Barnes & Noble:  Is there any writer in that period in Russia who readers of English don’t know about at all?

Volokhonsky: Well, it’s not that you don’t know him at all. He is known but only a little in the West, and partly owing to the fact that he is very difficult to translate. His prose is so rooted, so bound with the element of Russian language that it really is hard to convey its qualities in English.

Pevear: Do you have a name?

Volokhonsky: Yes, the name! [LAUGHS] Nikolai Leskov. He has been translated. He has been translated, inevitably, very poorly, and his translations go out of print, then someone revives them, and the cycle repeats itself.

Pevear: It’s the same book that keeps moving from publisher to publisher. If he’s known, it’s for the story that is the basis of the Shostakovich opera, Lady Macbeth of the Mtsensk District. It’s a great story.

Barnes & Noble: Are you going to rectify Leskov’s neglect in the West?

Pevear: We are going to try.

Barnes & Noble: Is there one book in particular that represents his best work?

Pevear: No. He wrote short stories. Well, he wrote longish short stories. And one big chronicle called Cathedral Folk. Slavist teachers are always in agony, because there’s no Leskov for them to use with their students. For Russians, he’s almost equal to Tolstoy. He’s very high. Some people like him even more.

Volokhonsky: But I think it’s exaggeration.

Pevear: He’s the least Western. He’s the least open to Western influences. He’s very Russian. But he’s an extraordinary writer. We’re going to try.

Back to Joe, recalling the visit of the husband-and-wife translating team:  “I was very impressed with their act,” he said.  “A lesson on how couples should get along.” One might say the same of the Franks, pictured here.

“Don’t compare yourself to Tolstoy, young lady!”

Sunday, March 14th, 2010

Elif Batuman

Who knew that comp lit scholars take so much abuse?

Elif Batuman (I wrote about her here and here and here) gave a reading of her The Possessed: Adventures with Russian Books and the People Who Read Them, at Kepler’s Thursday night, and spilled about the angry letter-writers who attack her.  The subject came up as she was reading her introduction, and paused after the passage that gave away the ending of Eugene Onegin.  She apologized to her audience, and then described one correspondent who had written to complain.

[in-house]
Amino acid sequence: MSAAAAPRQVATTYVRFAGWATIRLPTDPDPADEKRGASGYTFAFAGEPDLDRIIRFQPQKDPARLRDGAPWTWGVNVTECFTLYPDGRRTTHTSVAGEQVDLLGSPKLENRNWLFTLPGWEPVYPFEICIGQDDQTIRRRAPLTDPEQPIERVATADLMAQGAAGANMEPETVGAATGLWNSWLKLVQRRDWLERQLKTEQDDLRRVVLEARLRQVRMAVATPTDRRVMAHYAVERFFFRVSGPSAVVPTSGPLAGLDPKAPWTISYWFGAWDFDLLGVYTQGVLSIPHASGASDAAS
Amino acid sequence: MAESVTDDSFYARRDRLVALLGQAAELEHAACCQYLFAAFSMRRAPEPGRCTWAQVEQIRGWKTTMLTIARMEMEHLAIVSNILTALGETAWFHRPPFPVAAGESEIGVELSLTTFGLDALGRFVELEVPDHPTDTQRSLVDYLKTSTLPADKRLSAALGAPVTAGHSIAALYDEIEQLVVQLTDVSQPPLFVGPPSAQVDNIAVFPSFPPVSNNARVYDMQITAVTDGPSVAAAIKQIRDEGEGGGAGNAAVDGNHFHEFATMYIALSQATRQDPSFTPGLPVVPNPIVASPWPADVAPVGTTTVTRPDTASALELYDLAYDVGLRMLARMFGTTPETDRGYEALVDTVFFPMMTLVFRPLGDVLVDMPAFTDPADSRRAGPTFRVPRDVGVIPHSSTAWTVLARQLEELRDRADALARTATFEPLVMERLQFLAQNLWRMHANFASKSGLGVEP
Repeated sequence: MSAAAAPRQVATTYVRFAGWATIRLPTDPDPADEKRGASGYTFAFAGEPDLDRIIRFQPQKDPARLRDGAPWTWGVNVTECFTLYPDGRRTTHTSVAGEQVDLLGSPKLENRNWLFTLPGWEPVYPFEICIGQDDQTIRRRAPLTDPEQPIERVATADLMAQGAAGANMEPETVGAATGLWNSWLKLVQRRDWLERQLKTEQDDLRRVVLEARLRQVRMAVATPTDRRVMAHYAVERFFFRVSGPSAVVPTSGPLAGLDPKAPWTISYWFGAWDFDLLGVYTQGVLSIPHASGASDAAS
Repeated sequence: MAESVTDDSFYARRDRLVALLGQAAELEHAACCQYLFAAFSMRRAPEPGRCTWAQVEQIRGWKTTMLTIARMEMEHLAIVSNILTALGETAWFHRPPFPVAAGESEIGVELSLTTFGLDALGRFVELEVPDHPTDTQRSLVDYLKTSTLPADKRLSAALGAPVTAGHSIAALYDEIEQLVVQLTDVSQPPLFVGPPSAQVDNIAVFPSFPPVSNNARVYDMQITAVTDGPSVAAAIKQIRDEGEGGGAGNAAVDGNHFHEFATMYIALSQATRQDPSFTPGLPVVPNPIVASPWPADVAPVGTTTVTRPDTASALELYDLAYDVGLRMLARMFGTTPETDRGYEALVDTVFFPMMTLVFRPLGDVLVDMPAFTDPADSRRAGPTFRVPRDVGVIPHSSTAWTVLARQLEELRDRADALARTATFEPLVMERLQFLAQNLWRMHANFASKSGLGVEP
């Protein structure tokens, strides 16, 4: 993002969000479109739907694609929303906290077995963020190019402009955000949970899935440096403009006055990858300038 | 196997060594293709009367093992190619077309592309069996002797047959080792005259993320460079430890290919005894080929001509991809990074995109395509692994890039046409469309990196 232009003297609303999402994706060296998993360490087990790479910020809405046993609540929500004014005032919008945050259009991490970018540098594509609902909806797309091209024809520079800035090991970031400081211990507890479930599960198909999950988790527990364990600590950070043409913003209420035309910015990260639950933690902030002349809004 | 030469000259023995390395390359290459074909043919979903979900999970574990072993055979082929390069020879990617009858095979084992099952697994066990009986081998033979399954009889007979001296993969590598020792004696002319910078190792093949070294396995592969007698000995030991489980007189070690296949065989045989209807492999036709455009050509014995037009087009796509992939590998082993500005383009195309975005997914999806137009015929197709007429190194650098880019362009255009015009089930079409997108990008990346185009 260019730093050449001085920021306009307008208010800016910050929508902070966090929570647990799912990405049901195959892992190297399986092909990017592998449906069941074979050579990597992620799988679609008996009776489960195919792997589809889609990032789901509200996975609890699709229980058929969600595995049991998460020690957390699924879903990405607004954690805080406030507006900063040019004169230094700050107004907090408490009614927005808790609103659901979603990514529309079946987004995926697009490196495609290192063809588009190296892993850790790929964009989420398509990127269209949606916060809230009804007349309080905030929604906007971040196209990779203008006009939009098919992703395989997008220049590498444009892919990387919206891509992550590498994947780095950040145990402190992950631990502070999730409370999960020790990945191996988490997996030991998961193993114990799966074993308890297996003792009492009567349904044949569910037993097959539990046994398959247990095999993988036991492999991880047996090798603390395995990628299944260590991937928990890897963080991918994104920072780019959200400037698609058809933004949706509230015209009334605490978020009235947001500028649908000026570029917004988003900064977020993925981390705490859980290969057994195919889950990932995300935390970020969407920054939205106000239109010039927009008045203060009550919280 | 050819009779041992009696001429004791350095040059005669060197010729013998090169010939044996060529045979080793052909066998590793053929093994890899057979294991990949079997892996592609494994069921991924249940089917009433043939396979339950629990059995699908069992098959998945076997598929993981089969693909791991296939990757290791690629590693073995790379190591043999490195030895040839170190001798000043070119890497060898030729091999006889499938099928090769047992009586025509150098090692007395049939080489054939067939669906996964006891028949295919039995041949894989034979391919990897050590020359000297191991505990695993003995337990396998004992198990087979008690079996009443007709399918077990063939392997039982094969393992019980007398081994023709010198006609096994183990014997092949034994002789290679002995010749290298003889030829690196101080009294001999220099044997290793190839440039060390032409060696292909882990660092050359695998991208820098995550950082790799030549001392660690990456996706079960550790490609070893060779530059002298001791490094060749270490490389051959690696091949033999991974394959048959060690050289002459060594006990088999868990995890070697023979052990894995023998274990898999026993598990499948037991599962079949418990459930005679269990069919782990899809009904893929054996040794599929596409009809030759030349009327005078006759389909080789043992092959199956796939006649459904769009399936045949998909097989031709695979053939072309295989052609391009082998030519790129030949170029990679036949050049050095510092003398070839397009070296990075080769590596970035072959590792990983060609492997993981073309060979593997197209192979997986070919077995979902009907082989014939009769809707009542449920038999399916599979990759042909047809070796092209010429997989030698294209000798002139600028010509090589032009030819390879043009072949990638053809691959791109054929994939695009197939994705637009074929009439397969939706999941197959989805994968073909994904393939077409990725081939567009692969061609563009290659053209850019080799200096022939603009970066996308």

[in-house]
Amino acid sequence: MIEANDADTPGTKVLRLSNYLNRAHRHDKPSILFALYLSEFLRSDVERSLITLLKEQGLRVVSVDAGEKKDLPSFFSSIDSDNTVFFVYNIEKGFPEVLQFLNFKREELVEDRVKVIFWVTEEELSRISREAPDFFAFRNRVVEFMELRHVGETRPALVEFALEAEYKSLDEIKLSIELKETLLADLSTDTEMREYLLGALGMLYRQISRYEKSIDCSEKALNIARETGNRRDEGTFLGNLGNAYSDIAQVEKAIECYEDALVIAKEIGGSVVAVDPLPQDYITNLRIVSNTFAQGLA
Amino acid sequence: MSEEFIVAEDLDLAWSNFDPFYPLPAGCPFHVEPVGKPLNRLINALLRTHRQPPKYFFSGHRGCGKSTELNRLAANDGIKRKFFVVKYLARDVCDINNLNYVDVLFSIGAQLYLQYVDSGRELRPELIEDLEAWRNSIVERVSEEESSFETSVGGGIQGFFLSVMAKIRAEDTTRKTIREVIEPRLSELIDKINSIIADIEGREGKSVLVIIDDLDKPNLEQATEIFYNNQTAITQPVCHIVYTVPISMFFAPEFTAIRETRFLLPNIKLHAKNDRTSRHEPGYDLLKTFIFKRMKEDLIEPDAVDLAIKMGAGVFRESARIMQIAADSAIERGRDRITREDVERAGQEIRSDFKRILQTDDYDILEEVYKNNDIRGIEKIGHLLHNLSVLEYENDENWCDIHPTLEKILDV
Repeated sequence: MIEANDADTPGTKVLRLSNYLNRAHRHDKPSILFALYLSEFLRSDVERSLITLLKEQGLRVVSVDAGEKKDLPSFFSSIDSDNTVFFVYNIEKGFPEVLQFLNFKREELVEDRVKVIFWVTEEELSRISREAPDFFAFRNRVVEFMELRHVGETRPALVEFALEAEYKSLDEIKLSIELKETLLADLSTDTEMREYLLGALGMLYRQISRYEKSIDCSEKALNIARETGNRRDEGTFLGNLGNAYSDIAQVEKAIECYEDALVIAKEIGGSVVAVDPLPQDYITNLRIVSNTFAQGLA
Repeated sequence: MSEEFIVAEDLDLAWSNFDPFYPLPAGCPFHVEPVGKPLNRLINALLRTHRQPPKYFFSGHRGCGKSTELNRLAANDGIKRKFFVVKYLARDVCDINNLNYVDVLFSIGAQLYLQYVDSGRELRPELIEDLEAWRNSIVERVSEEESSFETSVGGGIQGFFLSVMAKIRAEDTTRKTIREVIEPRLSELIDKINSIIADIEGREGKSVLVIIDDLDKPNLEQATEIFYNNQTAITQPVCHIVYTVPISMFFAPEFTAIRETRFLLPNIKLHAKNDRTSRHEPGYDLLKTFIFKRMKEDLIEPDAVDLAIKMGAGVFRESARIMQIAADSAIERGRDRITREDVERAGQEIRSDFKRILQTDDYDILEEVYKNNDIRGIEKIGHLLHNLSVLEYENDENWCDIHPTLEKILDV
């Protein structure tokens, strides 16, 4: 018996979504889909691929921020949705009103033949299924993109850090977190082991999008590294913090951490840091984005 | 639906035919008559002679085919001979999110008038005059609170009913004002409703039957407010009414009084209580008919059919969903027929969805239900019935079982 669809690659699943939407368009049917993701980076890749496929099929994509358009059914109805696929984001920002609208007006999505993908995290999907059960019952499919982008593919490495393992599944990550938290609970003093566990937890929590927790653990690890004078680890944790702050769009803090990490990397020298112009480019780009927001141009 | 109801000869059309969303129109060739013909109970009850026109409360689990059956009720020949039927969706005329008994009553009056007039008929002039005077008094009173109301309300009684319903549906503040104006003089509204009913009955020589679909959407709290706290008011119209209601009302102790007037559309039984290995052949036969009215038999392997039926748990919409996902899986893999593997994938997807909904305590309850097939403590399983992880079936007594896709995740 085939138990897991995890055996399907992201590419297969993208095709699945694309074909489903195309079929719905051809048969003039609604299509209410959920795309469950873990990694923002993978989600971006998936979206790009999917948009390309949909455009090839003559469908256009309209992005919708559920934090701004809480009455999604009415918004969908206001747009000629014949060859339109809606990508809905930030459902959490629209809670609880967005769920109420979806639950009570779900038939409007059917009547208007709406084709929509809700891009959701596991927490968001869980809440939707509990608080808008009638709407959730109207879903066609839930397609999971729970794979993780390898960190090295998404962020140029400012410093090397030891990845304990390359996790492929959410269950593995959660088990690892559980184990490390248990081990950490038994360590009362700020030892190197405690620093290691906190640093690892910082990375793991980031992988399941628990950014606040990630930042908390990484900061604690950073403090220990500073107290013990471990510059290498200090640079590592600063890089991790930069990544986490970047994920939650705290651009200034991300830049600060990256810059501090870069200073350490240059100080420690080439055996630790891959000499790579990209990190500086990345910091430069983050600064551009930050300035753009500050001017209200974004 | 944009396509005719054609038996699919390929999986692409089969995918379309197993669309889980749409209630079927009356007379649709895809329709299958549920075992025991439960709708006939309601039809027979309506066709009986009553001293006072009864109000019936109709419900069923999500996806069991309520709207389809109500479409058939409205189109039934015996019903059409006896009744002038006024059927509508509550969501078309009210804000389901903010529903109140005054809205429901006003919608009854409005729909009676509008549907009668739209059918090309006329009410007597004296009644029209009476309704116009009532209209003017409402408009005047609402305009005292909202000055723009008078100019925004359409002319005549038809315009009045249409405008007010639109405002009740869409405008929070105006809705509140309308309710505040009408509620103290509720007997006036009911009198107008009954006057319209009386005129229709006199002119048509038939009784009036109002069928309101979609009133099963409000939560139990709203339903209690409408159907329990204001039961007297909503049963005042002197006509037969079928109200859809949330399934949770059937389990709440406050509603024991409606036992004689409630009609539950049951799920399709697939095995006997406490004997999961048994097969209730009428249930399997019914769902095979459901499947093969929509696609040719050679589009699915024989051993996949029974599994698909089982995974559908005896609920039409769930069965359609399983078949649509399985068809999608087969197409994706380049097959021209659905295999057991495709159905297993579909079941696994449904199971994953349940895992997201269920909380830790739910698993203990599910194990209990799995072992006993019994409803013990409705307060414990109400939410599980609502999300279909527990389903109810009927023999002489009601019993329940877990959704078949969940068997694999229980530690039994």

“Why did you have to ruin Madame Bovary?” the writer whined. Commenting on Batuman’s well-known expertise in Russian lit, the irate penpal said she expected Batuman to ruin the endings of Russian novels — “that’s your job” — but why the French ones?  “I know you think that everyone has already read it because it was published in 1867, but I personally was doing other things and only got around to it now.”

Batuman, an appealing author with a slightly goofy manner and the self-deprecating slouch tall girls acquire in adolescence (she’s six-feet tall), seem an unlikely target for anyone’s wrath.  But she also recalled a peeved listener at a reading who interrupted when she compared the “horrible traumatic story I wanted to recreate for the reader”  to the episode in Anna Karenina where the heroine thinks she will die in childbirth, but doesn’t — a variant of Chekhov’s warning about the gun that had better go off by the last act.  “Don’t compare yourself to Tolstoy, young lady!” she was angrily admonished.

Explaining books came naturally to Batuman, whose career began, in a sense, with her Turkish mother asking her to tell her what these great novels “meant.”  Although her mother was thoroughly fluent in English, she was haunted by the sense that there was something missing in her understanding of books she read in English.

Batuman, whose book includes a large section on Samarkand, was interviewed by the Uzbek National Radio last week.  “Maybe I’ll get a lot of angry calls,”elif2 she worried.

During the question-and-answer period, she was asked if Russian novel-lovers fall into Dostoevsky-Tolstoy camps, where does she place herself?  Batuman answered that Dostoevsky is the literary equivalent to theater, with “allegory intensified 10,000 times.”  Tolstoy is the stuff of movies, with costumes, elaborate scenery, and orchestral score.  She falls for Tolstoy.  “Tolstoy is girlie — he wouldn’t like my saying that, but he’s not here anymore, any more than the the Uzbeks are.”‘

She was also asked if she is going to write a Russian novel.  “The Russians already did that,” she replied.

But Batuman is thinking about a novel next.  “Maybe see you all in another 15 years!”